Teacher Shortage: In the Midst of a Major Crisis!
By Roger Hill, Superintendent, Altus Public Schools
The most significant contribution that an administrator can make to the teaching profession is to place the most capable and best teachers in the classroom in front of students. Research clearly states that highly effective teachers have the greatest impact on student learning.
With that said, it is alarming to see the decline in the number of applicants for teaching positions during the past couple of years. From what I anticipate, the trend will continue and as a result, Oklahoma is in the midst of a major crisis.
How have we arrived at this crisis and what is the solution? There’s no question that educators are feeling the increased stress and pressure for public schools to perform well on high stakes testing. Just look at the turnover in schools during recent years. Teachers are frustrated from the lack of respect that public education sometimes receives. In addition, the increased workload of doing more with less, combined with the loss of autonomy and control of the curriculum have taken away some of the enjoyment of being a professional educator. The lack of quality applicants that are now available to replace the teachers that have retired is clearly visible. More people are leaving the profession than entering, and there appears to be no short-term solution in sight. Keeping our experienced teachers motivated, excited, and committed to a longer career can only offset the teacher shortage temporarily. Compensation for teachers must be addressed by the legislature. Showcasing the success stories from our local schools in the media and encouraging our young adults to become a teacher could also help offset this problem to a degree.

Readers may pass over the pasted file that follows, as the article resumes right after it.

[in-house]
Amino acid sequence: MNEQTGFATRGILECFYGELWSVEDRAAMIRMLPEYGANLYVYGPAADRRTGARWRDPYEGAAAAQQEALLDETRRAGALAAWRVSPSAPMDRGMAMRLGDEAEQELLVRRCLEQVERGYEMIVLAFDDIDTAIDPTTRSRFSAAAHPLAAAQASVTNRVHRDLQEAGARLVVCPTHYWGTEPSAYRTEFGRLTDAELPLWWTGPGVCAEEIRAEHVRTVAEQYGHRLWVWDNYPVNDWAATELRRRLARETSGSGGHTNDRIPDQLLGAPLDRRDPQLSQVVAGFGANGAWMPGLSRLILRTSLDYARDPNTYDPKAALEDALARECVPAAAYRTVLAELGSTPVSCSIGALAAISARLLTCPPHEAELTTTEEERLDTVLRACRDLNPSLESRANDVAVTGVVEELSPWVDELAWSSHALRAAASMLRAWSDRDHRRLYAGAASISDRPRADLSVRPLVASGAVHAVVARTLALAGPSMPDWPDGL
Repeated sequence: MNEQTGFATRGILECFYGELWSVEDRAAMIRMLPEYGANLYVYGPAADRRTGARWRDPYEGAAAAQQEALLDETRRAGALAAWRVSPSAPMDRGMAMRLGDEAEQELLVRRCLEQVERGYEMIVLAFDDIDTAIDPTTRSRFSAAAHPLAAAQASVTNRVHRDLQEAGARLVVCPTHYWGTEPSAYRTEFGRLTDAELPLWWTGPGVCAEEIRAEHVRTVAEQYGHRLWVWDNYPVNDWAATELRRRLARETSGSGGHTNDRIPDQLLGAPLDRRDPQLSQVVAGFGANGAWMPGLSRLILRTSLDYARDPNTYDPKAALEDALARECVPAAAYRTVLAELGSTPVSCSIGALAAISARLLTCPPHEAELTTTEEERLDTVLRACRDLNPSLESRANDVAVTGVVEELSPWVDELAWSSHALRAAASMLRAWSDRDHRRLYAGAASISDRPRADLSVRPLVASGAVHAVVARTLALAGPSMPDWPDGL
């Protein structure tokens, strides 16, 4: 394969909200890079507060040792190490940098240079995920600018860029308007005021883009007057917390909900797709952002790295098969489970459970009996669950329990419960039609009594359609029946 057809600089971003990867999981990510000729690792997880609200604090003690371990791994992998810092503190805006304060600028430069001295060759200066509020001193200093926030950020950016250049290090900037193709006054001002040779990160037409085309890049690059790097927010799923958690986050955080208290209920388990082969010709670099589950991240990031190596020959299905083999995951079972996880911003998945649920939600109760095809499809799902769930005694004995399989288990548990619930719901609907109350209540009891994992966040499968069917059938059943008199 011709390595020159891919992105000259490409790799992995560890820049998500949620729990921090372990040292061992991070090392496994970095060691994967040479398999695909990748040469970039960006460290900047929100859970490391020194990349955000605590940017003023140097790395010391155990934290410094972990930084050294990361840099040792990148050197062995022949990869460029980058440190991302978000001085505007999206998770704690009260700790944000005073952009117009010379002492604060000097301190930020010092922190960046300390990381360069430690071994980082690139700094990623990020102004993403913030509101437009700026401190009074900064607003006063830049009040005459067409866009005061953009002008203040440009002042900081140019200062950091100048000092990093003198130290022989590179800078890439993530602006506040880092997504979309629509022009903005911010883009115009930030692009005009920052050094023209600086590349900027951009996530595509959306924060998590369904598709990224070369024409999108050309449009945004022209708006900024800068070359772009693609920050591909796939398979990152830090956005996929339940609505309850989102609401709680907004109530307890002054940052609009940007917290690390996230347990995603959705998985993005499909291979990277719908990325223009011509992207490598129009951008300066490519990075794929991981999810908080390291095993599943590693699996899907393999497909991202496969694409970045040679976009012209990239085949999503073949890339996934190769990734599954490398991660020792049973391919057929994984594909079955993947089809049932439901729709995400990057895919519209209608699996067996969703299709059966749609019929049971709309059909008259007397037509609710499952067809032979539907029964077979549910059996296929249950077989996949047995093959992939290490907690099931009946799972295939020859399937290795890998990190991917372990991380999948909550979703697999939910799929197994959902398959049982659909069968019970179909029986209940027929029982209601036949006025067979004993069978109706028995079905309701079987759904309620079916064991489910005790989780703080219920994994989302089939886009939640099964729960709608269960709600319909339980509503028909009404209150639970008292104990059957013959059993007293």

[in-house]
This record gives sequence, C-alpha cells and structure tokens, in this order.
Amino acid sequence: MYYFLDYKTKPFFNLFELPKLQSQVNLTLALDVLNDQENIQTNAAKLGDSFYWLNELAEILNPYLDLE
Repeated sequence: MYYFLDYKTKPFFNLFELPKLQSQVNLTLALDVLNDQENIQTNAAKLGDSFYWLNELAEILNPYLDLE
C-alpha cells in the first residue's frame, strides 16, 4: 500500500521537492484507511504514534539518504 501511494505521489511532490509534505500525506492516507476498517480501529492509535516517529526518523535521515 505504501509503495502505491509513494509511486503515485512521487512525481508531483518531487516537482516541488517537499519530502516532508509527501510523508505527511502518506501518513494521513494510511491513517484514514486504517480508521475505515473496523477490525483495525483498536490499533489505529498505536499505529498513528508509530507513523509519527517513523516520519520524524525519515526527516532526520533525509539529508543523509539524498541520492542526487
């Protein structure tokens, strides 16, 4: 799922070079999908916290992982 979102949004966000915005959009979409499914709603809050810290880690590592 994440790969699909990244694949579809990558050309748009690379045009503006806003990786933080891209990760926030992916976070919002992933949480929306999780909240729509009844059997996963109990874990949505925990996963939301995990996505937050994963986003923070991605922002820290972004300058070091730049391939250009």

However, the culture of the teaching profession must also change in order to begin to attract and retain the very best and brightest people into this profession. Regardless of the person that serves in this position, the State Superintendent must be our strongest advocate for public education. It’s imperative that the State Superintendent is a servant leader and one that will respectfully embrace constructive dialogue with stakeholders with the process and implementation phases of the new reform initiatives. Furthermore, the State Superintendent must fight vigorously for additional revenue for public education so that our schools will have the necessary resources to address the many challenges that exist. In my personal opinion, without changing the culture, the teacher shortage will continue and the pool of quality applicants will be limited.
Together, let’s stand united to resolve the teacher shortage crisis. Our students deserve the best!
“The mediocre teacher tells. The good teacher explains. The superior teacher demonstrates. The great teacher inspires.” – William Arthur Ward